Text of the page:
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Findings: Yunnan possibly once ruled by giant predatory otters

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Otters are often filmed by nature programs because of their playful and cute appearances. But six million years ago — in what is today southwest China — the animals were quite a bit more formidable. A recently released fossil study authored by researchers at the University of Buffalo finds that when these mammals roamed the earth, they were bigger and more powerful than wolves.

The research team worked with a complete skull and jaw of Siamogale melilutra, a 50-kilogram otter that lived during the Miocene era. The study, entitled Feeding capability in the extinct giant Siamogale melilutra was published November 9 in the journal Nature.

While the report is largely concerned with jaw mechanics and power of this giant otter species, it offers insight into what life may have been like in Yunnan all those millions of years ago. Lead author Jack Tseng imagines a world where S melilutra had the ability to dominate. At that time, much of southwest China was covered in swamps and forests, with little in the way of enormous predators.

3D reconstructions of a roughly 7-kilogram common otter (left) and that of the 50-kilogram Siamogale melilutra (Image: Jack Tseng)
3D reconstructions of a roughly 7-kilogram common otter (left) and that of the 50-kilogram Siamogale melilutra (Image: Jack Tseng)

Using 3D simulations and comparing the specimen to modern otters, Tseng and his team estimated the size of S melilutra, next focusing on the strength and crushing ability of its jaws. Speaking on Public Radio International's show The World, Tseng explained:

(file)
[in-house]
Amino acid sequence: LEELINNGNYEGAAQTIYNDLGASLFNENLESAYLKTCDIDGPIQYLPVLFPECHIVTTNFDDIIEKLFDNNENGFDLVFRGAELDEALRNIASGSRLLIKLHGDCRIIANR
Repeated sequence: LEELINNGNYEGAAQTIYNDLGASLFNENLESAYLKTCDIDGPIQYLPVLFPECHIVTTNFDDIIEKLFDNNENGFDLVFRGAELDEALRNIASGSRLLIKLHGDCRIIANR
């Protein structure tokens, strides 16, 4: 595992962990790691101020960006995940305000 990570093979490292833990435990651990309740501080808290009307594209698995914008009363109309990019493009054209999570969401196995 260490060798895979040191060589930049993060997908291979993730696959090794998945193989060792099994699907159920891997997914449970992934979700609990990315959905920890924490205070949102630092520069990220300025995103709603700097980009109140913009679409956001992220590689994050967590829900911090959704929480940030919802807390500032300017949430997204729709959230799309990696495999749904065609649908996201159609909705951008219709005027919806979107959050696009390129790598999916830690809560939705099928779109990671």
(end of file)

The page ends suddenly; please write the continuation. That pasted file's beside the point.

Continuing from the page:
If you were to see this otter — six million years ago — in the southern Chinese forests, it probably would've looked like a hybrid between a wolf and a wolverine [...], a large creature with a massive head [...] with teeth that are nothing to be messed around with because they are very robust and very powerful.

Although the otter most likely lived on a steady diet of large clams, Tseng says the jaw alone points to the animals being at or atop the local food chain. "As far as we know, there's no other large predator [...] from that paleo-environment. So this animal could have been the apex predator — essentially consuming anything it could get its mouth on," he said.

The fossil was unearthed in Shuitangba (水塘坝), near the northeastern Yunnan city of Zhaotong (昭通). The region routinely makes it into the news with interesting fossil discoveries, including one of the oldest fish ever found and a mastodon skull suggesting the animals first appeared in Asia and not North America.

Top image: San Diego Zoo
Second image: via National Geographic

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So otters were "apex predators"? What about T-Rex?

Wow! That's otterly surprising! :)


Different epochs I presume. T-rex dinosaurs roamed the earth 60 million years before these giant otters.

"Bigger and more powerful than wolves?" WTF?! Look at that ferocious set of cutlery. So much for cuteness.

Just saw a Youtube video of a pack of tiny, adorable otters trying to take down a zoo keeper. Vestigial predatory instincts on full display.


via Google:

"Gray wolf weight varies geographically; on average, European wolves may weigh 38.5 kg (85 lb), North American wolves 36 kg (79 lb) and Indian and Arabian wolves 25 kg (55 lb). Females in any given wolf population typically weigh 5–10 lb (2.3–4.5 kg) less than males."

Okay, so these prehistoric otters are more massive... especially compared to the wolves (Canidae lineage) of the Miocene era:


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